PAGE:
Objective | Super-resolution imaging is a collective name for a number of emerging techniques that achieve resolution below the conventional resolution limit, defined as the minimum distance that two point-source objects have to be in order to distinguish the two sources from each other. In this course we describe recent advances in scale separation techniques, spectroscopic approaches, multi-wave imaging, and nanoparticle imaging. The objective is fivefold: (i) To provide asymptotic expansions for both internal and boundary perturbations that are due to the presence of small anomalies; (ii) To apply those asymptotic formulas for the purpose of identifying the material parameters and certain geometric features of the anomalies; (iii) To design efficient inversion algorithms in multi-wave modalities; (iv) to develop inversion techniques using multi-frequency measurements; (v) to develop a mathematical and numerical framework for nanoparticle imaging. In this course we shall consider both analytical and computational matters in biomedical imaging. The issues we consider lead to the investigation of fundamental problems in various branches of mathematics. These include asymptotic analysis, inverse problems, mathematical imaging, optimal control, stochastic modelling, and analysis of physical phenomena. On the other hand, deriving mathematical foundations, and new and efficient computational frameworks and tools in biomedical imaging, requires a deep understanding of the different scales in the physical models, an accurate mathematical modelling of the imaging techniques, and fine analysis of complex physical phenomena. An emphasis is put on mathematically analyzing acoustic-electric imaging, thermo-elastic imaging, Lorentz force based imaging, elastography, multifrequency electrical impedance tomography, and plasmonic resonant nanoparticles. | ||||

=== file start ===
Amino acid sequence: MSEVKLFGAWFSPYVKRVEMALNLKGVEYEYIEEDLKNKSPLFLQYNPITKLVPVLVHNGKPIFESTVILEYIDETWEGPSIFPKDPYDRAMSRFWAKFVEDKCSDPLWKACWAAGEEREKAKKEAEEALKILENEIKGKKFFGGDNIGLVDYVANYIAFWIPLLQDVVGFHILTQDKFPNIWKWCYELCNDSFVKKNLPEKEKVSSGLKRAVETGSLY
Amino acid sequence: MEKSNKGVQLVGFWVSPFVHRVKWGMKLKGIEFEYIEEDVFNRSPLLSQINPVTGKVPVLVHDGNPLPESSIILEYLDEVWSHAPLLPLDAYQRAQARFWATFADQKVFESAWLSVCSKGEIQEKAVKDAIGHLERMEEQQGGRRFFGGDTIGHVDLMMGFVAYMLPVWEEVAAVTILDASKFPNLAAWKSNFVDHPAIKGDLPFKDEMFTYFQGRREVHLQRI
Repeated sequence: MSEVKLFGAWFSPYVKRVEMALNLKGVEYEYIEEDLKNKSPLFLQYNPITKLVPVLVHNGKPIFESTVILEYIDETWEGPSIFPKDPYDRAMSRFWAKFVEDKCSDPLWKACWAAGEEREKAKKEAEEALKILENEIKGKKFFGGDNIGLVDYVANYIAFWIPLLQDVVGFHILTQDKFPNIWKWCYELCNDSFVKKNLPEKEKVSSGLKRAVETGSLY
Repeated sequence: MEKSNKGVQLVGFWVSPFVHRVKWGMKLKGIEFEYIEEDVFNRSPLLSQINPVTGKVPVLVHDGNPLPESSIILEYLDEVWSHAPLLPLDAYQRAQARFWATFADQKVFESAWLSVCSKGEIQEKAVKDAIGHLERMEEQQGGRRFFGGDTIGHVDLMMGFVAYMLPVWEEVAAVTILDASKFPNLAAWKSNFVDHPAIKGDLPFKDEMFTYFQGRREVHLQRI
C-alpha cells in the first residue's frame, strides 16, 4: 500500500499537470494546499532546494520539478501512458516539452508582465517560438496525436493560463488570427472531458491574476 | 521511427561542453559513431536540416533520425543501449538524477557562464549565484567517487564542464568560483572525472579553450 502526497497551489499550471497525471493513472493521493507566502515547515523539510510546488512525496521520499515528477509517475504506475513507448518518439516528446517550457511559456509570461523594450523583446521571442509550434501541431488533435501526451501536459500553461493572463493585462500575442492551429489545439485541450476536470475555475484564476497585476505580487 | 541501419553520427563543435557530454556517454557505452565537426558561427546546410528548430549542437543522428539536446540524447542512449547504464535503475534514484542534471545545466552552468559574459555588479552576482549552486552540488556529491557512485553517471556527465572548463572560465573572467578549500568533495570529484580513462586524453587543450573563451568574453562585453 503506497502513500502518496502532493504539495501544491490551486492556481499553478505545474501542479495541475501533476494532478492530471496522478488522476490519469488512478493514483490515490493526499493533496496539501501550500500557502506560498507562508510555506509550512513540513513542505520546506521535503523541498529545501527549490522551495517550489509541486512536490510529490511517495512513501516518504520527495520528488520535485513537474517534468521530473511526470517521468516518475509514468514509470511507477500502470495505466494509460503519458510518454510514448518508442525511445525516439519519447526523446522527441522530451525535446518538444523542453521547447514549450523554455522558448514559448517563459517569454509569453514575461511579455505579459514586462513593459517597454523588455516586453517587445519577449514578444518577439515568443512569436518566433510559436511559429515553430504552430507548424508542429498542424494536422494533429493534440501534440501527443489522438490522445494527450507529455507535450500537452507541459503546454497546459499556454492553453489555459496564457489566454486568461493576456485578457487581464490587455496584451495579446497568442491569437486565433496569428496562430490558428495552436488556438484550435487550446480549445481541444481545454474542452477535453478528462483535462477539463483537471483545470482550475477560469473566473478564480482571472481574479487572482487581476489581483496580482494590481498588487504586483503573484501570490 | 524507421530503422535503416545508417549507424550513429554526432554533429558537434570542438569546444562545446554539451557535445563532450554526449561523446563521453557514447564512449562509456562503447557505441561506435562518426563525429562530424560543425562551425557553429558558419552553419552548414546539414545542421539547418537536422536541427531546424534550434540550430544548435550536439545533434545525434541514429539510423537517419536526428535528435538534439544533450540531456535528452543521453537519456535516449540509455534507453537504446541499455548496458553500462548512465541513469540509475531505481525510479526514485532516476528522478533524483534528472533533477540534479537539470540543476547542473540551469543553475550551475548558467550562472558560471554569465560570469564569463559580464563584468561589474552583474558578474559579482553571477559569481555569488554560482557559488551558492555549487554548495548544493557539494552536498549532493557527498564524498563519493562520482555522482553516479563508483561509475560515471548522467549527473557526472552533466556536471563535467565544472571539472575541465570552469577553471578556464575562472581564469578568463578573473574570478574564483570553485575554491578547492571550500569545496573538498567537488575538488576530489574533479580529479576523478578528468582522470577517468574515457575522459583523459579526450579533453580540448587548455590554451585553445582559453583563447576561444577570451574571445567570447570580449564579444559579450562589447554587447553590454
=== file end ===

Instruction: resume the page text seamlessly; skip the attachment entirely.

401-5650-00L | Zurich Colloquium in Applied and Computational Mathematics | 0 credits | 1K | R. Abgrall, R. Alaifari, H. Ammari, R. Hiptmair, S. Mishra, S. Sauter, C. Schwab | |

Abstract | Research colloquium | ||||

Objective |